"In every walk with nature one receives more than he seeks."
John Muir

Tuesday, July 17, 2012

Let's Go Play Outside

I just finished reading an article about the cognitive benefits of nature.
Specifically getting American children out in it.
According to research, our kids currently spend more than 4 hours a day interacting with technology.  Then more time viewing concrete and blacktop.
"Natural settings and untamed landscapes have a restorative effect, calming our frazzled nerves and refreshing the tired cortex.  After even a brief exposure to the outdoors, people are more creative, happier and better able to focus", states the research.  
"Brain reacts to natural settings by, essentially, sighing in relief."

I have always known that--experienced those sighs, even.
Trees.  Dirt.  Bugs. Critters.  Lack of climate control.

Living in Alaska for the summer allows me a lot of sighing time.
We are surrounded by untamed landscapes and, as anyone who has read
any of my previous blogposts knows, I thrive here.
And so will little Abigail.

But the data proves that even a small patch of nature can
 "confer cognitive benefits".  
In simpler terms, give your brain room to expand! 

Though we live on a tiny lot in a large development in central Texas,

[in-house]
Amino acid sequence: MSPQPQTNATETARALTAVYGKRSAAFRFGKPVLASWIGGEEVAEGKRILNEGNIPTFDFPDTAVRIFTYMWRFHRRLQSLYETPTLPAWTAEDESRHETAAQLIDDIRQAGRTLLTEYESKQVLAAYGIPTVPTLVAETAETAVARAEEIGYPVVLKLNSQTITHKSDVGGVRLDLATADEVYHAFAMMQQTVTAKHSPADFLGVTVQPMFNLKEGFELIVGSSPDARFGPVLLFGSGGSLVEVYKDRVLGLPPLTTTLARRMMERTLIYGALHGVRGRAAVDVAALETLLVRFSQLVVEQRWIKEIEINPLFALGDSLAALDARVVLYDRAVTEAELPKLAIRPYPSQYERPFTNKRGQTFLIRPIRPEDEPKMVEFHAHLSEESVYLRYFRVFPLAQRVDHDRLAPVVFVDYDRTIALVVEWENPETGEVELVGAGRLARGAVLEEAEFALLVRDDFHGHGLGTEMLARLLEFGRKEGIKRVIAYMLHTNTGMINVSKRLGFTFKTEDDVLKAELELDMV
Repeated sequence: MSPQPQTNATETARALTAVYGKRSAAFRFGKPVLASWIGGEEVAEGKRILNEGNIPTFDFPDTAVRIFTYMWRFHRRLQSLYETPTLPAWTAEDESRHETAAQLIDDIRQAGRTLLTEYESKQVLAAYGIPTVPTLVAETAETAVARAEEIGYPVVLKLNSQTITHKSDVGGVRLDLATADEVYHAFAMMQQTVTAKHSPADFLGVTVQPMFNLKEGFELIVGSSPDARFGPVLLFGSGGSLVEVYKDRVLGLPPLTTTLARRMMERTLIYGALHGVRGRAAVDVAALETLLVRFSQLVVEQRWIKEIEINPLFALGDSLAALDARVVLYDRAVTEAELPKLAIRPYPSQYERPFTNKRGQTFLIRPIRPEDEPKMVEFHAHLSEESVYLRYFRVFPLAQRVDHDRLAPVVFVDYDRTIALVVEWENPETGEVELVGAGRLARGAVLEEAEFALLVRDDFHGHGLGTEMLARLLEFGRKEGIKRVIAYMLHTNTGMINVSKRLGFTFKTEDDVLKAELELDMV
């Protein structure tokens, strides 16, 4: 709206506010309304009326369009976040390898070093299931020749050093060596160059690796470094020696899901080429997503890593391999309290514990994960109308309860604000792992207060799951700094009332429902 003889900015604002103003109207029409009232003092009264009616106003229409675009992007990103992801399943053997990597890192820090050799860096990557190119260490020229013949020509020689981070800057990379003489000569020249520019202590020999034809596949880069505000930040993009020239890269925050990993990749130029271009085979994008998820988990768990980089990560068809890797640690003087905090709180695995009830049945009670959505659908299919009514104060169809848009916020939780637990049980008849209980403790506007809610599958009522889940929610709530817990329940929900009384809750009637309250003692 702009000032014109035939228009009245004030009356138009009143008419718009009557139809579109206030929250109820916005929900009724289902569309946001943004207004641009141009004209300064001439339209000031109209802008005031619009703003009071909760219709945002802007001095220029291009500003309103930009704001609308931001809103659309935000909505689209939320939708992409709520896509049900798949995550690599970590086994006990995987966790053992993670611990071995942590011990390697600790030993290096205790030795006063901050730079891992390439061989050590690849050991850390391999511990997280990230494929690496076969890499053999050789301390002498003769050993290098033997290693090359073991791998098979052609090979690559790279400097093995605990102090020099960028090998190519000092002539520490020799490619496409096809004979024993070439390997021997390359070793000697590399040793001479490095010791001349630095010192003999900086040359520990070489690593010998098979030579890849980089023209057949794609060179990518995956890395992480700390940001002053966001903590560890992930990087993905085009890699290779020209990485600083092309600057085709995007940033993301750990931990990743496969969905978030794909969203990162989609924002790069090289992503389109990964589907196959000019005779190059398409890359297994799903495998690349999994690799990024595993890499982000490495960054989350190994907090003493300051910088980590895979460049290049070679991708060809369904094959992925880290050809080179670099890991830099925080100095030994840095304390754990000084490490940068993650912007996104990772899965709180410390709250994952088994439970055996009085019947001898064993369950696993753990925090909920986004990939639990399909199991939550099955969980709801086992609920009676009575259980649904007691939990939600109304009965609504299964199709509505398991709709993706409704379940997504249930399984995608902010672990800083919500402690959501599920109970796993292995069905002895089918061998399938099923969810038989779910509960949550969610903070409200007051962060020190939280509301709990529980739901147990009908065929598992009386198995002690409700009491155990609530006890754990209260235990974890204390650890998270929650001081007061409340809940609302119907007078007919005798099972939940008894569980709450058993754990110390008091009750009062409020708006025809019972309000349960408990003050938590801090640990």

we specifically chose a spot with a backyard that opens to a "greenbelt".
This stretch of Texas wildness invites coyotes, deer, owls, turkeys, 
foxes and assorted trees, grasses and wildflowers.

And this patch of "untamed landscape" becomes
a wondrous place when combined with two darling grandchildren

and masses of magical, colorful butterflies.

Countless silent lessons abound in nature.
One such lesson is that bugs don't live long on the palms of young girls,
even when surrounded by love.

The cycle of life is a tough lesson as this grave marker shows.
Gigi cried and told me, "Grandma, we need a rip sign."
(A "rip" sign???)
Aha!  We had been to an old cemetery just awhile ago.
 This paper headstone translates:
Baby Roly Poly  
And Gigi drew herself shedding copious tears.

The researchers say it's when you "have an extended period of time surrounded by that softly fascinating environment that you start seeing all kinds of positive effects in how your mind works."

How lovely, it sounds like what it is: softly fascinating environment.

Want to concentrate better and cope with life's stresses?
Park the car.  Turn off the cell phone.
 Open your mind and soul to God's world around you today!
In other words, Go outside and play!


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